Longtime Notre Dame coach Smith dies

Lefty Smith, who formed the modern Notre Dame team and was its coach for 19 seasons, died Tuesday. He was 81.

Smith, whose name is on the rink at the new Compton Family Ice Arena, died of natural causes at his South Bend, Ind., home.

“It is difficult to imagine Notre Dame without Charles ‘Lefty’ Smith,” Notre Dame vice president and athletic director Jack Swarbrick said in a statement. “From the time I attended my first hockey game as a freshman to the time I spent with him at his retirement party a few weeks ago, Lefty had been a prominent, colorful and impactful fixture at our university.

“Lefty’s legacy will be measured not so much in the program he built or the games he won, but rather the thousands of lives he touched as a coach, teacher, administrator, father and husband — a legacy that we had the privilege of honoring with him in naming the Lefty Smith Rink at the Compton Family Ice Arena. We will miss him greatly, but we will never forget him.”

Smith coached the Fighting Irish from 1968 to 1987, retiring with a career record of 307-320-30. All 126 players who played for Smith in his 19 seasons completed their collegiate eligibility and earned a college degree.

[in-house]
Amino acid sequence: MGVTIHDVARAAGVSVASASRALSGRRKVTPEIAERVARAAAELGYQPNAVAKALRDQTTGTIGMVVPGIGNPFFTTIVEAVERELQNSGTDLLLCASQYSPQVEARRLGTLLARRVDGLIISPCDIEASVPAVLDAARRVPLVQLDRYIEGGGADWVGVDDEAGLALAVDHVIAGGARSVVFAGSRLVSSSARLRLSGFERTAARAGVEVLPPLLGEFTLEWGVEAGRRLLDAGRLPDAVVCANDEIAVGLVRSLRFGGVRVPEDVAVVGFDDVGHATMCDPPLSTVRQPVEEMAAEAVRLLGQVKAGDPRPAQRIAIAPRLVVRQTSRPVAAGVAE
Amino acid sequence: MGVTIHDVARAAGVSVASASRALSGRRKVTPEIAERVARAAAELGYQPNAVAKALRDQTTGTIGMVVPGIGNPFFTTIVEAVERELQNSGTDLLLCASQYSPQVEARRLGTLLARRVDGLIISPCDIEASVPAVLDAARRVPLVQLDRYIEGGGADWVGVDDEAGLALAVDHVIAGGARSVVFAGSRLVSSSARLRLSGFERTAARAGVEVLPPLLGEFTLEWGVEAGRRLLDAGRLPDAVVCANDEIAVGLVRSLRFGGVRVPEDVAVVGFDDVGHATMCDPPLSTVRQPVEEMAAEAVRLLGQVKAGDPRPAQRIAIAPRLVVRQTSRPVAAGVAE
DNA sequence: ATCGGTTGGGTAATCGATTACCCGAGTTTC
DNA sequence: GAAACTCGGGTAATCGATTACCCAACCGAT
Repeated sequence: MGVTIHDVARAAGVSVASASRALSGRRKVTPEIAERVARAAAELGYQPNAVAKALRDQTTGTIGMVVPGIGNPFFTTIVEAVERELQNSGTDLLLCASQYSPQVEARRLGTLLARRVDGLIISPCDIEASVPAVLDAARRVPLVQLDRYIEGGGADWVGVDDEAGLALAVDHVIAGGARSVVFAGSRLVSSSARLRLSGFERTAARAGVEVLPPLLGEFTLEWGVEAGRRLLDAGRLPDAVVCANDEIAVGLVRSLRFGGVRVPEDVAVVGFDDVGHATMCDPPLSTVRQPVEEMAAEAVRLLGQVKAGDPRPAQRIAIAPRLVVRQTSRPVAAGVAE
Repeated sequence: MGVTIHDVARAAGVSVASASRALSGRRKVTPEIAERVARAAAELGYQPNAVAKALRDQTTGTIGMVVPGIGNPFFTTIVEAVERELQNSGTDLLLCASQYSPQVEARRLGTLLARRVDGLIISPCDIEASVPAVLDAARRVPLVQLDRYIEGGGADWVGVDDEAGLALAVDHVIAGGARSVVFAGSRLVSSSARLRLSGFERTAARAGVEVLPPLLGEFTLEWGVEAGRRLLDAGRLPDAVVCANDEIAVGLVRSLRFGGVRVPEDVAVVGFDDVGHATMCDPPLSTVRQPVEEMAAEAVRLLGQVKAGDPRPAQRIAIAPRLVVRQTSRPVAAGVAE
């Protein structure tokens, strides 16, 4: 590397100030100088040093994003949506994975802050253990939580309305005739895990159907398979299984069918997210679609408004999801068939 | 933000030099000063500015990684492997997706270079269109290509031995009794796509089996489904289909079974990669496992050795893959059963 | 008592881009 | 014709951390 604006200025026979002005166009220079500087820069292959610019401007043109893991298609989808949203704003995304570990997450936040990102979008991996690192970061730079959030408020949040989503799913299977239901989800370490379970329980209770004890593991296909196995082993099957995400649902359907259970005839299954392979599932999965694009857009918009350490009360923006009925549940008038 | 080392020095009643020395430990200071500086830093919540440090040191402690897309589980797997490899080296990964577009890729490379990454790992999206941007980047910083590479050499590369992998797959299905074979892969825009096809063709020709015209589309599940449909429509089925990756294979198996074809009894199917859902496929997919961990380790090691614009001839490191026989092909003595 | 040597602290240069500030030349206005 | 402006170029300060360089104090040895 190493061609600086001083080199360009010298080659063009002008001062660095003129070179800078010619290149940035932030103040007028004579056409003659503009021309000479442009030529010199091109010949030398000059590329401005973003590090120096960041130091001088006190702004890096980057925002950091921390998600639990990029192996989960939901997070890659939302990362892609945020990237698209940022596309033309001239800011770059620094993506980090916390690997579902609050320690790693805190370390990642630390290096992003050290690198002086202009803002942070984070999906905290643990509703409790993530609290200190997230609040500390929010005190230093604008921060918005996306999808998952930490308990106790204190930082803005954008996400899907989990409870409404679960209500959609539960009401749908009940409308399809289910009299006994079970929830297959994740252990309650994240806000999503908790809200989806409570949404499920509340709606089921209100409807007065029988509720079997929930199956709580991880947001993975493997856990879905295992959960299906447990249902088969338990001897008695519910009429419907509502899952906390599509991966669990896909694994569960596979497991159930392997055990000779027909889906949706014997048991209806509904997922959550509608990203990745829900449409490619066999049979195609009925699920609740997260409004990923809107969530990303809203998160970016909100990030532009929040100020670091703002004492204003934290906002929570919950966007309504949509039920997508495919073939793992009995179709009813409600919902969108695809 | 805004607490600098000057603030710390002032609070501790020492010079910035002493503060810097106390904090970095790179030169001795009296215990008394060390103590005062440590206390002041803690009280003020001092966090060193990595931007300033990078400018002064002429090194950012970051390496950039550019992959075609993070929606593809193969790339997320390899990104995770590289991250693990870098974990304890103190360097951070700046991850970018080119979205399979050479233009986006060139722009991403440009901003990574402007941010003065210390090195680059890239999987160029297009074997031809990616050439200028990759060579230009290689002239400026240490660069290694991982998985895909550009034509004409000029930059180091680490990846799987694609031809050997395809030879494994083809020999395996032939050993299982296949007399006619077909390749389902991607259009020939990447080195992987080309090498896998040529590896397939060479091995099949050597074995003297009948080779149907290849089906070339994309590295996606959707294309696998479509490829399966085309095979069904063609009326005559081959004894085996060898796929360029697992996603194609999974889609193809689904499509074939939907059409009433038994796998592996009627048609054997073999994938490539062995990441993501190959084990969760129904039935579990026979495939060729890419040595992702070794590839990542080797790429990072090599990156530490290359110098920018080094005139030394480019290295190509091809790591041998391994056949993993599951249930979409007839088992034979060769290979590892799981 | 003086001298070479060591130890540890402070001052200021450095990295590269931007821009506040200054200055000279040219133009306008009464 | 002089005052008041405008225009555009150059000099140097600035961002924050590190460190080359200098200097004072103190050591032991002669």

Smith was the president of the American Hockey Coaches Association for two years.

After retiring as coach, Smith became the facilities manager at the school’s Loftus Sports Center. He retired from that role last month.

Dedication festivities for Smith and the Compton Family Ice Arena were scheduled for Feb. 3-4. Smith took part in the ceremonial opening faceoff at the arena in October.

Born Jan. 5, 1930, Charles W. Smith Jr. graduated in 1951 from St. Thomas in St. Paul, Minn., then entered coaching at South St. Paul High School.

He was named Notre Dame coach in 1968, taking over a program that had been at the club level.

With the Irish, he produced six All-Americans and was named the WCHA’s coach of the year in the 1972-73 season.

Services are pending.